Tuesday marked the two year anniversary #MeToo went viral bringing wider attention to victims of sexual assault and misconduct. Though 2017 was the viral moment, the #MeToo work has been carrying on since before 2017 thanks to founder Tarana Burke. For the movement’s two-year anniversary, Burke is reflecting on its impact and how it’s shifted the ways people talk about sexual violence.
In an interview with Teen Vogue, one standout moment came when Burke was asked about the “gray areas” of sexual assault and misconduct. One person who came to mind was Aziz Ansari, who was accused of sexual misconduct for repeatedly pressuring a woman to have sex. Eventually, Ansari issued a statement saying he took time to “process” the woman’s side of the story, and he also addressed the incident in his Netflix stand-up special “Aziz Ansari: Right Now”.
“Can I say something about that in terms of accountability,” Burke started. “I have been thinking a lot about Dave Chappelle and Aziz Ansari because they both have these comedy specials, right? And I know Dave Chappelle wasn’t accused of anything, whatever, but he decided he was just going to go down this road….But some people are not going to be comfortable with what I’m going to say. I’ve said this in places where people are like, ‘I don’t agree with you,’ but I think Aziz Ansari’s response… has anybody seen his stand-up? He didn‘t act like it didn’t happen. He talked very clearly about what his year’s been like, and not from a like, ‘Yo, this has been a really messed up year,’ but like, ‘what did I learn? What did I do? How did I try to make this situation, turn this situation around?’ He was humble.”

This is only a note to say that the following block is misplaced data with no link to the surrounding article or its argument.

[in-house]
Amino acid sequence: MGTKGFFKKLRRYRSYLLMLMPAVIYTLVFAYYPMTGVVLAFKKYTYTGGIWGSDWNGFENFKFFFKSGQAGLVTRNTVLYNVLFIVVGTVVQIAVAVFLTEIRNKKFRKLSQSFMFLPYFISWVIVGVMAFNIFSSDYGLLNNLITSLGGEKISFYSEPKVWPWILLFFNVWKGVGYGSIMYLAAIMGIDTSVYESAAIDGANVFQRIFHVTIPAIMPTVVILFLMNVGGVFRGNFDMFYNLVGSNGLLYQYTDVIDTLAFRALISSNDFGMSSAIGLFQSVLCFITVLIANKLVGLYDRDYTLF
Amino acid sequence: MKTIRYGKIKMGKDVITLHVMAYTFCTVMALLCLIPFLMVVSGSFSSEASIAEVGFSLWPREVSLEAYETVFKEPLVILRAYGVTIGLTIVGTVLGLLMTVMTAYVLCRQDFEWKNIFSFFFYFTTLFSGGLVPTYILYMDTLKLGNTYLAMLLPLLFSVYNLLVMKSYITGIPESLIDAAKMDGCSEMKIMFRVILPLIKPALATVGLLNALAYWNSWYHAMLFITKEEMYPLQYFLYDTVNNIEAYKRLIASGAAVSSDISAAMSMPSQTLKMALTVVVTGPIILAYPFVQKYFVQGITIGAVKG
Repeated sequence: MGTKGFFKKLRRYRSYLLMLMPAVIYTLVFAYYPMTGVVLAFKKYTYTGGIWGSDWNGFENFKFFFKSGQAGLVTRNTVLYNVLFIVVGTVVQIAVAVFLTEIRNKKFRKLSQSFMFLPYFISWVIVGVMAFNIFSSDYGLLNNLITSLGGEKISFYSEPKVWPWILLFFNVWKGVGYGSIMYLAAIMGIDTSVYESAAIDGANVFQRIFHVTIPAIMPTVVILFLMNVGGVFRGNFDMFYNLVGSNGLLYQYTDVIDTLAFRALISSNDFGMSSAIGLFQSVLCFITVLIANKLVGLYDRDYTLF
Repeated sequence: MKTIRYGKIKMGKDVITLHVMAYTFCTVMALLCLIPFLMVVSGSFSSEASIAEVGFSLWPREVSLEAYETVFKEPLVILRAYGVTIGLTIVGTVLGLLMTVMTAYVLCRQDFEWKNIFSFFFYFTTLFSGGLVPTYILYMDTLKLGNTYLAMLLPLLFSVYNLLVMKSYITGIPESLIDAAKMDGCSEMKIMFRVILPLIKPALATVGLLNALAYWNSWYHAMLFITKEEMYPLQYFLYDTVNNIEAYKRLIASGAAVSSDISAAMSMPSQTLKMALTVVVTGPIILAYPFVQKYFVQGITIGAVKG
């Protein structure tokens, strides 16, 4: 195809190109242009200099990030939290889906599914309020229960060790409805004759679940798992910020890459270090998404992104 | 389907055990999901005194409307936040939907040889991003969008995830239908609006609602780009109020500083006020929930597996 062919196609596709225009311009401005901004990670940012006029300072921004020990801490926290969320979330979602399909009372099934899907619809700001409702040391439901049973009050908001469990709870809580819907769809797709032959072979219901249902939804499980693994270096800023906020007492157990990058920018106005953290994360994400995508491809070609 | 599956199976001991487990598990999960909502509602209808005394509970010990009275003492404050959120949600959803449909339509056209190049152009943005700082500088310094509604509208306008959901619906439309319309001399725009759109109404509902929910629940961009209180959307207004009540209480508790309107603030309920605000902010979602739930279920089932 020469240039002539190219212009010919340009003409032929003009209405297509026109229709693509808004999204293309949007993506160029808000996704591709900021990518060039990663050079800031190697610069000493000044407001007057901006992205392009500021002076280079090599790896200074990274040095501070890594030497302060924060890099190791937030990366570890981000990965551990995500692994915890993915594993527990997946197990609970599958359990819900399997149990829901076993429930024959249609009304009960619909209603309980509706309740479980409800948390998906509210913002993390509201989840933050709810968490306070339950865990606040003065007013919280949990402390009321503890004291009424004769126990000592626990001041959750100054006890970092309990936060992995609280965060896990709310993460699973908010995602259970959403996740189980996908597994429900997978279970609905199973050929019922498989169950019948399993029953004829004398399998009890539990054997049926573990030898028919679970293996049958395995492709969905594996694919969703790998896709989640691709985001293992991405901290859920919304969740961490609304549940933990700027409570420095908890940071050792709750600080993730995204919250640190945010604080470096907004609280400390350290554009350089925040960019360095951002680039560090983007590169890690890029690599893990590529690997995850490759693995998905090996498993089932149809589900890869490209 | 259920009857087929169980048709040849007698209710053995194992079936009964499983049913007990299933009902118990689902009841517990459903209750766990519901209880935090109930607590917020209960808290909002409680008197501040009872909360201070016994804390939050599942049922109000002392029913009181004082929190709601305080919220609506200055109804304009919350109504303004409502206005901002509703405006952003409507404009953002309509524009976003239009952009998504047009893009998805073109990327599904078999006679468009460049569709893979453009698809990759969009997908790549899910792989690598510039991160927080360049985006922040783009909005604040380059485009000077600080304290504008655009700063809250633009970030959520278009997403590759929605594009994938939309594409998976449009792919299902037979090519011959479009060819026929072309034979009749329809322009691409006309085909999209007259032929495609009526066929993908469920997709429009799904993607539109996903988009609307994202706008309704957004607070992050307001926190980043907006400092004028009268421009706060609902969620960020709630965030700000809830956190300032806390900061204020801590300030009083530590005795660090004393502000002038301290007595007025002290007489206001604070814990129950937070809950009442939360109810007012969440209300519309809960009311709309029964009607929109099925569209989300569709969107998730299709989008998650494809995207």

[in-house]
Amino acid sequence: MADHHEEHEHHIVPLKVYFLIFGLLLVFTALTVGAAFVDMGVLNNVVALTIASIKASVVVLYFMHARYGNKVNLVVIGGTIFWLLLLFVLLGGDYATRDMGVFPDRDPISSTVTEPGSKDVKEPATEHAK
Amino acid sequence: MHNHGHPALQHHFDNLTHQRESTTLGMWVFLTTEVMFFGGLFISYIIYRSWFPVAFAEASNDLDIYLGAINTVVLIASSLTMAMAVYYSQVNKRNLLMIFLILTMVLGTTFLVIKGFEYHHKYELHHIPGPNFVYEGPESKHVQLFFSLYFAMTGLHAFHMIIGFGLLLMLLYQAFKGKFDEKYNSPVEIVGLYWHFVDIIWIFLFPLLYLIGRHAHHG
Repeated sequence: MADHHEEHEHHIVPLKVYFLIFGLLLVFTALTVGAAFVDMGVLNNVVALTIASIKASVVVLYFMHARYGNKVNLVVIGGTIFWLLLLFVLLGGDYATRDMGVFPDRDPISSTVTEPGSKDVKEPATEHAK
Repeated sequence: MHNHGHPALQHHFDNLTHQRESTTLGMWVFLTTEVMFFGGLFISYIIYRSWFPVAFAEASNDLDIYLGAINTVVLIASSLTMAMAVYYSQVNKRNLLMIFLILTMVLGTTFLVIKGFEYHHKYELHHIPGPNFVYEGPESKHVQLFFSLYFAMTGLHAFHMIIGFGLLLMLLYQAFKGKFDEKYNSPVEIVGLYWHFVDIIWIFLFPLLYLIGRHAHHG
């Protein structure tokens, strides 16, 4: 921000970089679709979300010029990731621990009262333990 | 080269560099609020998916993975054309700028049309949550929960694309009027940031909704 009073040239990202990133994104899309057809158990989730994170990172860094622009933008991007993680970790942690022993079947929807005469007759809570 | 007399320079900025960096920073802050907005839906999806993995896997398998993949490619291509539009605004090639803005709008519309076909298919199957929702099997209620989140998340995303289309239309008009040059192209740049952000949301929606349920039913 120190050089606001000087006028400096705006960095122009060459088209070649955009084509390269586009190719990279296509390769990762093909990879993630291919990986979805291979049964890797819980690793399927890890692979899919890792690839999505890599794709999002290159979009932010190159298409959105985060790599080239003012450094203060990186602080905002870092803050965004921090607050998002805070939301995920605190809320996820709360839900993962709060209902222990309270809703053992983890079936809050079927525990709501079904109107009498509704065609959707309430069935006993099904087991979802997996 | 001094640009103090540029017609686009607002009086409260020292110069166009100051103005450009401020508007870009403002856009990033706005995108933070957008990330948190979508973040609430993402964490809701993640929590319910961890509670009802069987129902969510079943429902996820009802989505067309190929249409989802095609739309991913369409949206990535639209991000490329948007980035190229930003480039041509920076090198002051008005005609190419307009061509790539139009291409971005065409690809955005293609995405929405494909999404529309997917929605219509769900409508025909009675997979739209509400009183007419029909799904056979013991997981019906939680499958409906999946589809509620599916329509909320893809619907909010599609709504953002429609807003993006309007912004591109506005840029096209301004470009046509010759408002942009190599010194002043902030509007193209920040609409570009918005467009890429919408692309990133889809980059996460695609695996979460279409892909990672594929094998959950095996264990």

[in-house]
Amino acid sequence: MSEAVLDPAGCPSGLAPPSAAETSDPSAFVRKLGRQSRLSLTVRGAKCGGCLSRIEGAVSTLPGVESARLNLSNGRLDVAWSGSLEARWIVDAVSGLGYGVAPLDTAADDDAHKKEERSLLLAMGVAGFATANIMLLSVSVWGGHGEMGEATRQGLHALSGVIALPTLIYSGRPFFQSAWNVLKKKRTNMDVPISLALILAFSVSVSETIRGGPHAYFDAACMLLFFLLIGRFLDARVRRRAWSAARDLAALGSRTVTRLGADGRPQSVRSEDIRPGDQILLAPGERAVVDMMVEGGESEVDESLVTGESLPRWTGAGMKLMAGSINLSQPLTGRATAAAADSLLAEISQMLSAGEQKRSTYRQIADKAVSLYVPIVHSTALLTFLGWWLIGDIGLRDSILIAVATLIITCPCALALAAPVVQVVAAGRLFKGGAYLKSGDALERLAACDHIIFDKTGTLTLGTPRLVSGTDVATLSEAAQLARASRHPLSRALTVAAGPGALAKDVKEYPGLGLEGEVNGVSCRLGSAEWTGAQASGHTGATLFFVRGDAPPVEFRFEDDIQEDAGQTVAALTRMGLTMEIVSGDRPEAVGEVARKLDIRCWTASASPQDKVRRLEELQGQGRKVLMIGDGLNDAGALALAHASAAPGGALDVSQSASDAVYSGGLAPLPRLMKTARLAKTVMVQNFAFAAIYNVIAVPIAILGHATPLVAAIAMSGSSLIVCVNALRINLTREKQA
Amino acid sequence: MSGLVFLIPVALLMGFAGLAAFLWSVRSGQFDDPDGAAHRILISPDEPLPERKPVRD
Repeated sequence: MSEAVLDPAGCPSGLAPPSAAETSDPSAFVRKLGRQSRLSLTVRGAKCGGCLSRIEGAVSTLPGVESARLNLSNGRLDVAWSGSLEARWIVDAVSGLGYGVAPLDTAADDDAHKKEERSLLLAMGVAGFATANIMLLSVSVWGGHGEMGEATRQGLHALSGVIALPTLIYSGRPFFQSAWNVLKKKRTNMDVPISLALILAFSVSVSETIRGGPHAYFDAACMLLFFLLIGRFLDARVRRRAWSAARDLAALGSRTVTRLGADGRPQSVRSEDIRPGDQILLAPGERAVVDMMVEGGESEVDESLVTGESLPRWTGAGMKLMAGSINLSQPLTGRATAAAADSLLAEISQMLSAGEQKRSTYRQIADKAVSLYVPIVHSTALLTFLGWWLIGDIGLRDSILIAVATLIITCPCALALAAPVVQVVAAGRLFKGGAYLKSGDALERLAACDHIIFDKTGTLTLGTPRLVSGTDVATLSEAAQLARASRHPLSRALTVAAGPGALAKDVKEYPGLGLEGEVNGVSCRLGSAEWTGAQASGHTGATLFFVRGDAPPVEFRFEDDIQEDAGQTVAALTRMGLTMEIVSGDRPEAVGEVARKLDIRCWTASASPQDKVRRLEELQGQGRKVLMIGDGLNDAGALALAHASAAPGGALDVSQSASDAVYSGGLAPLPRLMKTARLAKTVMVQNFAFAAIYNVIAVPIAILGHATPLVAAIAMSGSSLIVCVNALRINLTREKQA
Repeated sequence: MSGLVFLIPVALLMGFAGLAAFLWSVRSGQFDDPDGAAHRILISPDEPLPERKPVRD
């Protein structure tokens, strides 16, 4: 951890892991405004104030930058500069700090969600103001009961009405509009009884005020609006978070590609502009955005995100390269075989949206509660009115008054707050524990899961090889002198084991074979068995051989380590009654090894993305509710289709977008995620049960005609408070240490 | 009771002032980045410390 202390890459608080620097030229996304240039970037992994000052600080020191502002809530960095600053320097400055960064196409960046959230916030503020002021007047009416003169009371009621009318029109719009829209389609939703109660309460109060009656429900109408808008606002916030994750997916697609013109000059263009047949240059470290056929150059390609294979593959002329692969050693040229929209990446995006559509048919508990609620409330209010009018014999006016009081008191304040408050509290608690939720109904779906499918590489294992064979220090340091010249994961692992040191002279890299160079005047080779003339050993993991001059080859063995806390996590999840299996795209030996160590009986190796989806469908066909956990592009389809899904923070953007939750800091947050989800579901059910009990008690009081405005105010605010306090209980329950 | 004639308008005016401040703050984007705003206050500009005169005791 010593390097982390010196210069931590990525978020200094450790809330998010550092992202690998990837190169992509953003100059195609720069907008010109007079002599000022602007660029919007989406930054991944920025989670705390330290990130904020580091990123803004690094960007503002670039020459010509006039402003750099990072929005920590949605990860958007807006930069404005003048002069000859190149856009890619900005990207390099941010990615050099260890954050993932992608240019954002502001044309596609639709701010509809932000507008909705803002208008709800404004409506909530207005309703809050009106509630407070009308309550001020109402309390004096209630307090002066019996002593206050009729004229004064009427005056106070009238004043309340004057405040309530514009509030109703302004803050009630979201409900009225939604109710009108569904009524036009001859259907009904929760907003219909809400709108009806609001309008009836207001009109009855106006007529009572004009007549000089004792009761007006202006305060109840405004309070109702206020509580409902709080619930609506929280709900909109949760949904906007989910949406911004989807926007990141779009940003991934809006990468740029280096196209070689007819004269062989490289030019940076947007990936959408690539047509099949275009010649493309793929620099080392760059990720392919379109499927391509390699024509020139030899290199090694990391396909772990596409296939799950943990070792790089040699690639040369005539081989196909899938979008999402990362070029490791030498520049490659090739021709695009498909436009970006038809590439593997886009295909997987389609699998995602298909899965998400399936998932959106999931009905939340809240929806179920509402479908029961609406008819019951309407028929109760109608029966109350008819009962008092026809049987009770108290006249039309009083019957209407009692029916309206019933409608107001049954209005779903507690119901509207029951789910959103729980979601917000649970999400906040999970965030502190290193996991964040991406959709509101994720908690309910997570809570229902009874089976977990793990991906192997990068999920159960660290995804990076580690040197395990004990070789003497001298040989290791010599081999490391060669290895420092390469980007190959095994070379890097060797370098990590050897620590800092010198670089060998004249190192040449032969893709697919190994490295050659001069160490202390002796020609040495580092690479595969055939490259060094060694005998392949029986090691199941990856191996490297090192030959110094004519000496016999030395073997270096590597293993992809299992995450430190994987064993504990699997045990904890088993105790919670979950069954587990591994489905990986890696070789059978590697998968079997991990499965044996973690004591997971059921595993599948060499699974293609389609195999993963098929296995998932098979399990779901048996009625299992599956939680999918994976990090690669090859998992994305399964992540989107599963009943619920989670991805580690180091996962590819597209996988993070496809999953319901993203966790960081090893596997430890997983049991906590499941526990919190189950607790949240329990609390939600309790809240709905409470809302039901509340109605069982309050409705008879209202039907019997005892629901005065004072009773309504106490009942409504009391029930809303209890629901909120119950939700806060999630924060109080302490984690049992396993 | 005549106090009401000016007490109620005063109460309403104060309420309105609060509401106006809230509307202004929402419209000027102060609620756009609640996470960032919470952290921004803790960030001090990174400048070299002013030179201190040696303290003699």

“And I said, you know, ‘Why can’t these other folks at least have some lessons,” Burke said. “I’m just so angry at the folks who kind of hide for six months, and then peek their head, like Louis C.K. Louis C.K. is an assh*le.”
“And I’m going to tell you, he was one of my favorite comedians, right? I loved his show, I love Louis C.K., but you going to come back and start talking about transphobes, and children getting shot, what are we supposed to do?”
Finally, Burke asserted:
“And this is the thing about accountability with these public figures that I think they don’t get. You want my support, right? I don’t tell anybody what it should look like, but for me, when I think about accountability, you start with the person you harmed first. So before you bring your face out into the public or whatever, did you go to the people who you caused harm to and ask them what they need? Did you try to have a process, any kind of process, restorative process, with them? And they may say, “I don’t want that. I don’t want anything to do with you,” which is their right. But you have to start there. The second layer of that is, you want me to laugh at your jokes, buy your tickets, watch your specials, and you think you’re not accountable to me, and my values are not supposed to come into play on how I spend my money and my time? You are mistaken.”
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